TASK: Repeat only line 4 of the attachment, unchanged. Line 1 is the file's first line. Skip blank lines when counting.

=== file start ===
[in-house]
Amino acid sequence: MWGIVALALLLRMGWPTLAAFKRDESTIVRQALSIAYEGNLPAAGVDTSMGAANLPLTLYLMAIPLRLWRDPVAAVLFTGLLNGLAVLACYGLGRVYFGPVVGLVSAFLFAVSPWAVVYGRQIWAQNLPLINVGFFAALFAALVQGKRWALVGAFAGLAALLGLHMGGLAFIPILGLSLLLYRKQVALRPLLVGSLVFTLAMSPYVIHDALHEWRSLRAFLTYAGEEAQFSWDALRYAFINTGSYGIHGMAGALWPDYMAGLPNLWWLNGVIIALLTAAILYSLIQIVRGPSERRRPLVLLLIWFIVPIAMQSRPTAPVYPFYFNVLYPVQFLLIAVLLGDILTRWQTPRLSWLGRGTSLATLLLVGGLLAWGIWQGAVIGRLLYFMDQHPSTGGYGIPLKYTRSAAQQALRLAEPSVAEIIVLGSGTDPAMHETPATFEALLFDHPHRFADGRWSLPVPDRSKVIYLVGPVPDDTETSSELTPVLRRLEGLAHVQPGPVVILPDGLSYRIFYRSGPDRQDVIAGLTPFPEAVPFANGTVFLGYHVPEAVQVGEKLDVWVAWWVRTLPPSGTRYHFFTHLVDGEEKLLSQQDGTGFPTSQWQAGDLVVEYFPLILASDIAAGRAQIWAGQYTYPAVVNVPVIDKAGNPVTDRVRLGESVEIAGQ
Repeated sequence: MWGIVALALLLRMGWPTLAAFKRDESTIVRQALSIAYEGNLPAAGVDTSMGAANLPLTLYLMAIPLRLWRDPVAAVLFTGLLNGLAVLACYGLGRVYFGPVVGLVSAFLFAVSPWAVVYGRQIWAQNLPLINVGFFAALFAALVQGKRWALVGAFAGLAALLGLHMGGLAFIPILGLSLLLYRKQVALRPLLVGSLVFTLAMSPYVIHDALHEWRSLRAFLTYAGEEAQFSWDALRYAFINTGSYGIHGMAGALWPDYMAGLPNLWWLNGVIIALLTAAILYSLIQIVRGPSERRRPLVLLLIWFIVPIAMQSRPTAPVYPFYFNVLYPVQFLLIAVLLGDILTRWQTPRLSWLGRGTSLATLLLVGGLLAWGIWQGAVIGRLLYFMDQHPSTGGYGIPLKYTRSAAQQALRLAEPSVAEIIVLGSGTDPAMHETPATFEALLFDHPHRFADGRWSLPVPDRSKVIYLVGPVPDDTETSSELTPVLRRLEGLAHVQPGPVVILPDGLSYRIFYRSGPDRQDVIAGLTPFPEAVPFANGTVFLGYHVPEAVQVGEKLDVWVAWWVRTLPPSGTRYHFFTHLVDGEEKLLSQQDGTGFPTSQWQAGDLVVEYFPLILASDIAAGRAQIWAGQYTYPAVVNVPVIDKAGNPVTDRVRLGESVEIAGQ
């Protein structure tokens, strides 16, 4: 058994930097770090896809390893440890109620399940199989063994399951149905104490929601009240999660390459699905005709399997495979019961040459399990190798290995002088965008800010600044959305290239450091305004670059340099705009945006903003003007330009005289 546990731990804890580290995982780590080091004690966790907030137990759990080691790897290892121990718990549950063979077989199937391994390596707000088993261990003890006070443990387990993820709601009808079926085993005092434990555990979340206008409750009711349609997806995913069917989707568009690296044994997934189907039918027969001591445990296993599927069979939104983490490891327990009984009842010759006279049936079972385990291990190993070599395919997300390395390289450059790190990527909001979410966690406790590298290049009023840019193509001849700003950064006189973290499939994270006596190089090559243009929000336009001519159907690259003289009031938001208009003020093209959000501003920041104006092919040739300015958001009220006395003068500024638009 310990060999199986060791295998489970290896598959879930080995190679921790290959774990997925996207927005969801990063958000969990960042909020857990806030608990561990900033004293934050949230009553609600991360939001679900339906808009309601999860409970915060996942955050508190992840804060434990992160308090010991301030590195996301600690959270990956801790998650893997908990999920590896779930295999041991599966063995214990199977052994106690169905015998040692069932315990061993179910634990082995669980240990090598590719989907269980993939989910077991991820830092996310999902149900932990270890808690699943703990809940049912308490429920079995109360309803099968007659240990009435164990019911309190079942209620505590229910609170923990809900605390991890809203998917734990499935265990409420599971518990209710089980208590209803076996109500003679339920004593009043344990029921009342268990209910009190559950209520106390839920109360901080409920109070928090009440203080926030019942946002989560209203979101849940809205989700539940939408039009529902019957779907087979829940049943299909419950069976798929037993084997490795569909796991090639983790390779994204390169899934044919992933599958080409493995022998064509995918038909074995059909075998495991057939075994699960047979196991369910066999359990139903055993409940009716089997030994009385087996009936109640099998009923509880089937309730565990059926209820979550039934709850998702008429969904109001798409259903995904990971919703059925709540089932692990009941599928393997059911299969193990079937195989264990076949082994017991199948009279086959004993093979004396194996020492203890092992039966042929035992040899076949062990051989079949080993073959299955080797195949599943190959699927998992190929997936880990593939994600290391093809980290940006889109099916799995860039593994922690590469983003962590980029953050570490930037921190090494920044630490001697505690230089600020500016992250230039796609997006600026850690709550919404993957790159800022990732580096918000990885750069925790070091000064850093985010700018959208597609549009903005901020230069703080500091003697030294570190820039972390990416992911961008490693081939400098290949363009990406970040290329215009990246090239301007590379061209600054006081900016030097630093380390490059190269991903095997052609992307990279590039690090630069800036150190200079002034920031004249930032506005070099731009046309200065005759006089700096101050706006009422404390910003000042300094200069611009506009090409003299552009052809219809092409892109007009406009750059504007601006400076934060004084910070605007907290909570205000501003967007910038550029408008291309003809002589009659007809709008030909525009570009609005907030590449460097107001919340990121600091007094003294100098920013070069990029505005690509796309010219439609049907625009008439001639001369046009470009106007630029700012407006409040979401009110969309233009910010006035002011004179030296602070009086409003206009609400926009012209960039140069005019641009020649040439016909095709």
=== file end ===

């Protein structure tokens, strides 16, 4: 058994930097770090896809390893440890109620399940199989063994399951149905104490929601009240999660390459699905005709399997495979019961040459399990190798290995002088965008800010600044959305290239450091305004670059340099705009945006903003003007330009005289 546990731990804890580290995982780590080091004690966790907030137990759990080691790897290892121990718990549950063979077989199937391994390596707000088993261990003890006070443990387990993820709601009808079926085993005092434990555990979340206008409750009711349609997806995913069917989707568009690296044994997934189907039918027969001591445990296993599927069979939104983490490891327990009984009842010759006279049936079972385990291990190993070599395919997300390395390289450059790190990527909001979410966690406790590298290049009023840019193509001849700003950064006189973290499939994270006596190089090559243009929000336009001519159907690259003289009031938001208009003020093209959000501003920041104006092919040739300015958001009220006395003068500024638009 310990060999199986060791295998489970290896598959879930080995190679921790290959774990997925996207927005969801990063958000969990960042909020857990806030608990561990900033004293934050949230009553609600991360939001679900339906808009309601999860409970915060996942955050508190992840804060434990992160308090010991301030590195996301600690959270990956801790998650893997908990999920590896779930295999041991599966063995214990199977052994106690169905015998040692069932315990061993179910634990082995669980240990090598590719989907269980993939989910077991991820830092996310999902149900932990270890808690699943703990809940049912308490429920079995109360309803099968007659240990009435164990019911309190079942209620505590229910609170923990809900605390991890809203998917734990499935265990409420599971518990209710089980208590209803076996109500003679339920004593009043344990029921009342268990209910009190559950209520106390839920109360901080409920109070928090009440203080926030019942946002989560209203979101849940809205989700539940939408039009529902019957779907087979829940049943299909419950069976798929037993084997490795569909796991090639983790390779994204390169899934044919992933599958080409493995022998064509995918038909074995059909075998495991057939075994699960047979196991369910066999359990139903055993409940009716089997030994009385087996009936109640099998009923509880089937309730565990059926209820979550039934709850998702008429969904109001798409259903995904990971919703059925709540089932692990009941599928393997059911299969193990079937195989264990076949082994017991199948009279086959004993093979004396194996020492203890092992039966042929035992040899076949062990051989079949080993073959299955080797195949599943190959699927998992190929997936880990593939994600290391093809980290940006889109099916799995860039593994922690590469983003962590980029953050570490930037921190090494920044630490001697505690230089600020500016992250230039796609997006600026850690709550919404993957790159800022990732580096918000990885750069925790070091000064850093985010700018959208597609549009903005901020230069703080500091003697030294570190820039972390990416992911961008490693081939400098290949363009990406970040290329215009990246090239301007590379061209600054006081900016030097630093380390490059190269991903095997052609992307990279590039690090630069800036150190200079002034920031004249930032506005070099731009046309200065005759006089700096101050706006009422404390910003000042300094200069611009506009090409003299552009052809219809092409892109007009406009750059504007601006400076934060004084910070605007907290909570205000501003967007910038550029408008291309003809002589009659007809709008030909525009570009609005907030590449460097107001919340990121600091007094003294100098920013070069990029505005690509796309010219439609049907625009008439001639001369046009470009106007630029700012407006409040979401009110969309233009910010006035002011004179030296602070009086409003206009609400926009012209960039140069005019641009020649040439016909095709």